Let’s not politicise probe of Covid origins: WHO
November 30 2020 02:33 PM
A pedestrian walks past graffiti reading ‘Spread (love), not Covid’ on the shutters of a closed shop
A pedestrian walks past graffiti reading ‘Spread (love), not Covid’ on the shutters of a closed shop in Hull, in northeast England, yesterday. Hull will return to the England’s highest coronavirus category, Tier 3, when England exits its second lockdown and re-enters a tiered system of toughened regional restrictions tomorrow.

Reuters/AFP Geneva

The World Health Organisation (WHO) has insisted that it would do everything possible to find the animal origins of Covid-19, insisting that knowledge was vital to preventing future outbreaks.
The Covid-19 respiratory disease is caused by the coronavirus.
“We want to know the origin and we will do everything to know the origin,” WHO chief Tedros Adhanom Ghebreyesus told reporters.
He insisted that the UN health agency is intent on getting to the bottom of the mystery, and urged critics who have accused it of handing the reins of the probe to China to stop “politicising” the issue.
“The WHO’s position is very, very clear. We need to know the origin of this virus, because it can help us prevent future outbreaks,” Tedros said.
The United States, which with more than 262,000 deaths is the country hardest hit by the pandemic, has been harshly critical of the WHO’s handling of the crisis, and has accused it of kowtowing to China and of dragging its feet on investigating how the outbreak first started.
Other critics have also voiced concern that the agency may have allowed China to dictate the terms of an international investigation into the origins of the virus, which first surfaced in the Chinese city of Wuhan late last year.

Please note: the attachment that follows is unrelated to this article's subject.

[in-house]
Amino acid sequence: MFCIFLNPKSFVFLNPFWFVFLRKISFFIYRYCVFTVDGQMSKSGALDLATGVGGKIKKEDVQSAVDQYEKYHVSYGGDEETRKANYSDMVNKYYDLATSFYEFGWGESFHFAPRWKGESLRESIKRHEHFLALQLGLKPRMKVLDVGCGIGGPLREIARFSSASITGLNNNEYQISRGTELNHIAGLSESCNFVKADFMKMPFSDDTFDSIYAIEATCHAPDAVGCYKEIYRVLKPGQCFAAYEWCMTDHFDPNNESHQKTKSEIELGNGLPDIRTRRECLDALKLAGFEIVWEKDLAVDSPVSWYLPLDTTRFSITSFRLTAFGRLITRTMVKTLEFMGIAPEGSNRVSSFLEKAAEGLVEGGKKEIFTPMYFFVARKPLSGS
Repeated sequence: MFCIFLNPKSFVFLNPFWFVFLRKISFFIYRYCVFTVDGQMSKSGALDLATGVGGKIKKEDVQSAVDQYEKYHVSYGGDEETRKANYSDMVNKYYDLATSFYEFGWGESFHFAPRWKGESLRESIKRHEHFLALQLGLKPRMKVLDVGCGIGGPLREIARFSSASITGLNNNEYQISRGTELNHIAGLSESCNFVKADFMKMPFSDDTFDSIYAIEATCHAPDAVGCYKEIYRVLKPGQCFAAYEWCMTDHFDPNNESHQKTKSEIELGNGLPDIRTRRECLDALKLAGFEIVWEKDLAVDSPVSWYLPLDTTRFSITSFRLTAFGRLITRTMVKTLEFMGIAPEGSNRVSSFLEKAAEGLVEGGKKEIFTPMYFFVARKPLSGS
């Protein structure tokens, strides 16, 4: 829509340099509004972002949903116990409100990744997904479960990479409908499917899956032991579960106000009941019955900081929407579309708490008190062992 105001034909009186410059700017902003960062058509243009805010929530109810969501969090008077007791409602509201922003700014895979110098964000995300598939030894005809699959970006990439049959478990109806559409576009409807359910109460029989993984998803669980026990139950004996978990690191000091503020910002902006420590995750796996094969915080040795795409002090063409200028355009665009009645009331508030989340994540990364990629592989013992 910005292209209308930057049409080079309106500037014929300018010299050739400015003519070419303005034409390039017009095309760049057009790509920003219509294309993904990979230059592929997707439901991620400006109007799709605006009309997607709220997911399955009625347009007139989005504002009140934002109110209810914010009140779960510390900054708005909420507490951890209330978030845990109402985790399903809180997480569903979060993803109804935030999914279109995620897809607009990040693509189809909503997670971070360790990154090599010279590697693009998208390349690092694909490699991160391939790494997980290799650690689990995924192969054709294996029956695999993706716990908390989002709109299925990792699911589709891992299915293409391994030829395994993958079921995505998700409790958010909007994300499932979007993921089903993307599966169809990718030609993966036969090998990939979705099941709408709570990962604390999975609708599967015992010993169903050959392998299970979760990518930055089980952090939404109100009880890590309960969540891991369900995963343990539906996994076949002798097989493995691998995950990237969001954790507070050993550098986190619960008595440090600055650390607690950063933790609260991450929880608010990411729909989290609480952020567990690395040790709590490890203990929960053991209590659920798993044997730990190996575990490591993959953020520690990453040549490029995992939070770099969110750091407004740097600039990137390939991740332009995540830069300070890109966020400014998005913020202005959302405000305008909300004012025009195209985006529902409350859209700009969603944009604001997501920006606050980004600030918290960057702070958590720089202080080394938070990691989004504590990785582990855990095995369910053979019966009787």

Since then, more than 1.46mn people have died and 63mn have been infected worldwide.
The WHO has for months been working to send a team of international experts, including epidemiologists and animal health specialists, to China to help probe the animal origin of the novel coronavirus pandemic and how the virus first crossed over to humans.
The organisation sent an advance team to Beijing in July to lay the groundwork for the international probe.
But it has remained unclear when the larger team of scientists would be able to travel to China to begin epidemiological studies to try to identify the first human cases and their source of infection.
Last week, the WHO’s emergencies chief Michael Ryan said the agency was hoping to send the international team to Wuhan “as soon as possible”.
Tedros meanwhile rejected criticism over lacking transparency on the probe, stressing that the names of the experts on the team and the terms of reference had been made public.
“There is nothing to hide. We want to know the origin. I don’t want to have any confusion on that.”
Scientists initially believed the killer virus jumped from animals to humans at a market selling exotic animals for meat in the city of Wuhan, where the virus was first detected late last year.
However, experts now think the market may not have been the origin of the outbreak, but rather a place where it was amplified.
It is widely assumed that the virus originally came from bats, but the intermediate animal host that transmitted it between bats and humans remains unknown.
Chinese state media have said the virus existed abroad before it was discovered in Wuhan, citing the presence of coronavirus on imported frozen food packaging and scientific papers saying that it had been circulating in Europe last year.